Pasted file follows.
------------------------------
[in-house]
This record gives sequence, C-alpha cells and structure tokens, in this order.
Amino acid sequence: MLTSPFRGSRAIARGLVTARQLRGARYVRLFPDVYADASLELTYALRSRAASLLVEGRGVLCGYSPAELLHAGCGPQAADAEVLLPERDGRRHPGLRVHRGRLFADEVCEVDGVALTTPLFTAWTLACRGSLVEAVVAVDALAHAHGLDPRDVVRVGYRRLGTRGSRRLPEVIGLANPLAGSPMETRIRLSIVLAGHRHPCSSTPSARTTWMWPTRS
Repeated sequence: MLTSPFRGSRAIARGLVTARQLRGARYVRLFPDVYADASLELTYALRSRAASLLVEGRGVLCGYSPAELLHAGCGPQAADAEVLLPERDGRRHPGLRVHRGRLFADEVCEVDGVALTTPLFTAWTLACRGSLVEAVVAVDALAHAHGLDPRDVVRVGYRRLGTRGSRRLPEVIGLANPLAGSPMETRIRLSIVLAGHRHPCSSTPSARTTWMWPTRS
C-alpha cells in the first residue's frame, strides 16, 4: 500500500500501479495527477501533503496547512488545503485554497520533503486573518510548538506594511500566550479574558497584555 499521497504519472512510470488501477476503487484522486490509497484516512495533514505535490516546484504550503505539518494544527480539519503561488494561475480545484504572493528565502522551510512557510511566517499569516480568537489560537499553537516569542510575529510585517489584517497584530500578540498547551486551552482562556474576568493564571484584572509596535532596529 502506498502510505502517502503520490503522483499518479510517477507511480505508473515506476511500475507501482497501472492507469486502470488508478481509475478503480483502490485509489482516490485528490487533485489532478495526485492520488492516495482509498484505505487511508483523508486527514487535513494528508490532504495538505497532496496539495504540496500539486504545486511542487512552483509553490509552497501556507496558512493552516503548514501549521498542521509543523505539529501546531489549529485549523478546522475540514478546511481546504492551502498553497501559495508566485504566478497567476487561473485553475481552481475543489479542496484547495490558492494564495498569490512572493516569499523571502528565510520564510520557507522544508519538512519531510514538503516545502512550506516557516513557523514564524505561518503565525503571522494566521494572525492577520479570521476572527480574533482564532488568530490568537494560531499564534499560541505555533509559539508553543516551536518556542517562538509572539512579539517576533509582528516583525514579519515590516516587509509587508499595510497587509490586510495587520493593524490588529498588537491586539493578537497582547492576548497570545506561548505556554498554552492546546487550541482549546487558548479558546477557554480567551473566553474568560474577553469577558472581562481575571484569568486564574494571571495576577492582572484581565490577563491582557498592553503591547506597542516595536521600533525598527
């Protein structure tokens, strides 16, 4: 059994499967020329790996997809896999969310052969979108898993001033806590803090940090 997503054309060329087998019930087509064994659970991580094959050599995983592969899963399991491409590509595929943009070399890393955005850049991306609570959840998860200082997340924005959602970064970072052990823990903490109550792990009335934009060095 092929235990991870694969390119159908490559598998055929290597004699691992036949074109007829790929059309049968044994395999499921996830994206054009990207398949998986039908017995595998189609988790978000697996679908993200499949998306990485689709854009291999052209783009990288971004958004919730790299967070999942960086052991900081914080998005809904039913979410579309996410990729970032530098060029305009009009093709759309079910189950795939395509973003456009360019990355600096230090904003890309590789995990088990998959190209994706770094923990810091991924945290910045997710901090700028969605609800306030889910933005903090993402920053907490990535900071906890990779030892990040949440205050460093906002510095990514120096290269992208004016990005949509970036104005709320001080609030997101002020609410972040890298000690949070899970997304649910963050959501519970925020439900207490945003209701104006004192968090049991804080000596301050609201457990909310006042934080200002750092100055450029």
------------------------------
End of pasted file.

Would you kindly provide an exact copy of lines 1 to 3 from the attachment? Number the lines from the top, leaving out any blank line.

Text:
[in-house]
This record gives sequence, C-alpha cells and structure tokens, in this order.
Amino acid sequence: MLTSPFRGSRAIARGLVTARQLRGARYVRLFPDVYADASLELTYALRSRAASLLVEGRGVLCGYSPAELLHAGCGPQAADAEVLLPERDGRRHPGLRVHRGRLFADEVCEVDGVALTTPLFTAWTLACRGSLVEAVVAVDALAHAHGLDPRDVVRVGYRRLGTRGSRRLPEVIGLANPLAGSPMETRIRLSIVLAGHRHPCSSTPSARTTWMWPTRS